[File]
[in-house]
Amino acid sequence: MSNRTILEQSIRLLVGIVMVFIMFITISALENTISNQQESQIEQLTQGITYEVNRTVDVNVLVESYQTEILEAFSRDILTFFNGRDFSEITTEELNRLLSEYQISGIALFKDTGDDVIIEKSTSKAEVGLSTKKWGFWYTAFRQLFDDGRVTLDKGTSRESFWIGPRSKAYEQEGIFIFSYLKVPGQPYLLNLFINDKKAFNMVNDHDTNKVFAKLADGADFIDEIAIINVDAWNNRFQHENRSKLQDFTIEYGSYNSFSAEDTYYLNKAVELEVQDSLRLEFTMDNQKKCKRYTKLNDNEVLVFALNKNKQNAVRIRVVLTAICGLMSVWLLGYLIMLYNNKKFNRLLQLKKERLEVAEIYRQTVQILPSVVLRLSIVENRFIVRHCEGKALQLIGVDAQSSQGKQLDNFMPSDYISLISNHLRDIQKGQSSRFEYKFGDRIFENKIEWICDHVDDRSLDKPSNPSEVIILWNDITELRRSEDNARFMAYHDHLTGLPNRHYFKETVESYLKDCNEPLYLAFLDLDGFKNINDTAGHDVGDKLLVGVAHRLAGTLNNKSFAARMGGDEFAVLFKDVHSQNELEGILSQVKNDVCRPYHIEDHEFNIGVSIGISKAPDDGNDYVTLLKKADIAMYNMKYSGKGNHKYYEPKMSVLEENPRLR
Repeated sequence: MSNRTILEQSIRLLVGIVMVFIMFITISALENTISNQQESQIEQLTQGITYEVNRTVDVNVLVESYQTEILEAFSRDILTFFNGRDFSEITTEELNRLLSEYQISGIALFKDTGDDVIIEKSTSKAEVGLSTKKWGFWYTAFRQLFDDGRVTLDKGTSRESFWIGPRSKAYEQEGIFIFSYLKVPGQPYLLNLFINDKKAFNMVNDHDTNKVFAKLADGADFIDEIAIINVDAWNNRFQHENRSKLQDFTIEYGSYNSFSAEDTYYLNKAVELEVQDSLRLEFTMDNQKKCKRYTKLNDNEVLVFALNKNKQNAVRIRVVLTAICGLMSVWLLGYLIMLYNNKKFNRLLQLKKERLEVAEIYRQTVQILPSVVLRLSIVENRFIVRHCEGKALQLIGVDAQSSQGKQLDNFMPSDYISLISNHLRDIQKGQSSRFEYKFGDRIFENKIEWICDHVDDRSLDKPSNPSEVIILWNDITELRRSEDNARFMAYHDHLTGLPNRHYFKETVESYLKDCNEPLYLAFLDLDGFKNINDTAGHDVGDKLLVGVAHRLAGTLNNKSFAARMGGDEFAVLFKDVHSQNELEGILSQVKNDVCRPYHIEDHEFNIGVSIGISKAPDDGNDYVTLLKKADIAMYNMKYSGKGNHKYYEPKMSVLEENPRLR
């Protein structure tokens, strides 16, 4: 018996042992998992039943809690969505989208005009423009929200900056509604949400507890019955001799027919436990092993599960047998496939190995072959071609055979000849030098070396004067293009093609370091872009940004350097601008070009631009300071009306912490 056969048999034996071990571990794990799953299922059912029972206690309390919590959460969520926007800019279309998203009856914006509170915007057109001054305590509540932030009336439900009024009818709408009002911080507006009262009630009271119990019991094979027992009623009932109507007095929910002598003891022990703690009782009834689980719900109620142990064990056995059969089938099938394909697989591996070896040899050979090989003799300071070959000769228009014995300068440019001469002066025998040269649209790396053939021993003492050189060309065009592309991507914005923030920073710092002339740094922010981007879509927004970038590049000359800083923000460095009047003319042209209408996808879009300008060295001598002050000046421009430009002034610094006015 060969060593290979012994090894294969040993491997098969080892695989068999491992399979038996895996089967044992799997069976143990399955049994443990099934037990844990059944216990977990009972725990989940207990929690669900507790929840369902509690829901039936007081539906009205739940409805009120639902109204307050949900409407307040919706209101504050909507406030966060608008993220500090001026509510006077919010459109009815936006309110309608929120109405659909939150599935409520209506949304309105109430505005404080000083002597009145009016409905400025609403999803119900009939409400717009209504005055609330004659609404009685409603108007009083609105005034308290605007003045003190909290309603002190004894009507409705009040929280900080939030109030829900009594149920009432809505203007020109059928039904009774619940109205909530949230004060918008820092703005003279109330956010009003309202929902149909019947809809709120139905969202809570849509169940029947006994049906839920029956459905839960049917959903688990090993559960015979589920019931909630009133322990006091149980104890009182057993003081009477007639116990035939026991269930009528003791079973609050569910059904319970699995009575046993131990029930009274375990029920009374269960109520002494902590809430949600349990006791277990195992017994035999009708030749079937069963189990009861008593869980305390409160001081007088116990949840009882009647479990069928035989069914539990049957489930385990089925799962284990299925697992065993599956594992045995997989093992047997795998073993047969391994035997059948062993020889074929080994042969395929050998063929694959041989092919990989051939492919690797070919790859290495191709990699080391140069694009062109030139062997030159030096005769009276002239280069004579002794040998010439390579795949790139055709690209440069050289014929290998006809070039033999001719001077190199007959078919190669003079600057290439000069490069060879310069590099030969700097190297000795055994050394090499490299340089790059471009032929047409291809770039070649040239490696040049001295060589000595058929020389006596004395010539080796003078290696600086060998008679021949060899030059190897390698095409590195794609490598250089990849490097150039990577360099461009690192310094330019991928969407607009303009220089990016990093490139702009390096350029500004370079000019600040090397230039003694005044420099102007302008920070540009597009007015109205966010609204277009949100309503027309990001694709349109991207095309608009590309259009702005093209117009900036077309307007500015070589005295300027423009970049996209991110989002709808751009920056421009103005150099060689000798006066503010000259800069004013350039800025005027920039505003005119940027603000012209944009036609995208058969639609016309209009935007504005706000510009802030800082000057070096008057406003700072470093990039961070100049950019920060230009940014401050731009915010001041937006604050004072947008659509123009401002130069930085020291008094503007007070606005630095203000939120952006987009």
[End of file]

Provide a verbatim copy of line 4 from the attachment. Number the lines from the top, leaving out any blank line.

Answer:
């Protein structure tokens, strides 16, 4: 018996042992998992039943809690969505989208005009423009929200900056509604949400507890019955001799027919436990092993599960047998496939190995072959071609055979000849030098070396004067293009093609370091872009940004350097601008070009631009300071009306912490 056969048999034996071990571990794990799953299922059912029972206690309390919590959460969520926007800019279309998203009856914006509170915007057109001054305590509540932030009336439900009024009818709408009002911080507006009262009630009271119990019991094979027992009623009932109507007095929910002598003891022990703690009782009834689980719900109620142990064990056995059969089938099938394909697989591996070896040899050979090989003799300071070959000769228009014995300068440019001469002066025998040269649209790396053939021993003492050189060309065009592309991507914005923030920073710092002339740094922010981007879509927004970038590049000359800083923000460095009047003319042209209408996808879009300008060295001598002050000046421009430009002034610094006015 060969060593290979012994090894294969040993491997098969080892695989068999491992399979038996895996089967044992799997069976143990399955049994443990099934037990844990059944216990977990009972725990989940207990929690669900507790929840369902509690829901039936007081539906009205739940409805009120639902109204307050949900409407307040919706209101504050909507406030966060608008993220500090001026509510006077919010459109009815936006309110309608929120109405659909939150599935409520209506949304309105109430505005404080000083002597009145009016409905400025609403999803119900009939409400717009209504005055609330004659609404009685409603108007009083609105005034308290605007003045003190909290309603002190004894009507409705009040929280900080939030109030829900009594149920009432809505203007020109059928039904009774619940109205909530949230004060918008820092703005003279109330956010009003309202929902149909019947809809709120139905969202809570849509169940029947006994049906839920029956459905839960049917959903688990090993559960015979589920019931909630009133322990006091149980104890009182057993003081009477007639116990035939026991269930009528003791079973609050569910059904319970699995009575046993131990029930009274375990029920009374269960109520002494902590809430949600349990006791277990195992017994035999009708030749079937069963189990009861008593869980305390409160001081007088116990949840009882009647479990069928035989069914539990049957489930385990089925799962284990299925697992065993599956594992045995997989093992047997795998073993047969391994035997059948062993020889074929080994042969395929050998063929694959041989092919990989051939492919690797070919790859290495191709990699080391140069694009062109030139062997030159030096005769009276002239280069004579002794040998010439390579795949790139055709690209440069050289014929290998006809070039033999001719001077190199007959078919190669003079600057290439000069490069060879310069590099030969700097190297000795055994050394090499490299340089790059471009032929047409291809770039070649040239490696040049001295060589000595058929020389006596004395010539080796003078290696600086060998008679021949060899030059190897390698095409590195794609490598250089990849490097150039990577360099461009690192310094330019991928969407607009303009220089990016990093490139702009390096350029500004370079000019600040090397230039003694005044420099102007302008920070540009597009007015109205966010609204277009949100309503027309990001694709349109991207095309608009590309259009702005093209117009900036077309307007500015070589005295300027423009970049996209991110989002709808751009920056421009103005150099060689000798006066503010000259800069004013350039800025005027920039505003005119940027603000012209944009036609995208058969639609016309209009935007504005706000510009802030800082000057070096008057406003700072470093990039961070100049950019920060230009940014401050731009915010001041937006604050004072947008659509123009401002130069930085020291008094503007007070606005630095203000939120952006987009």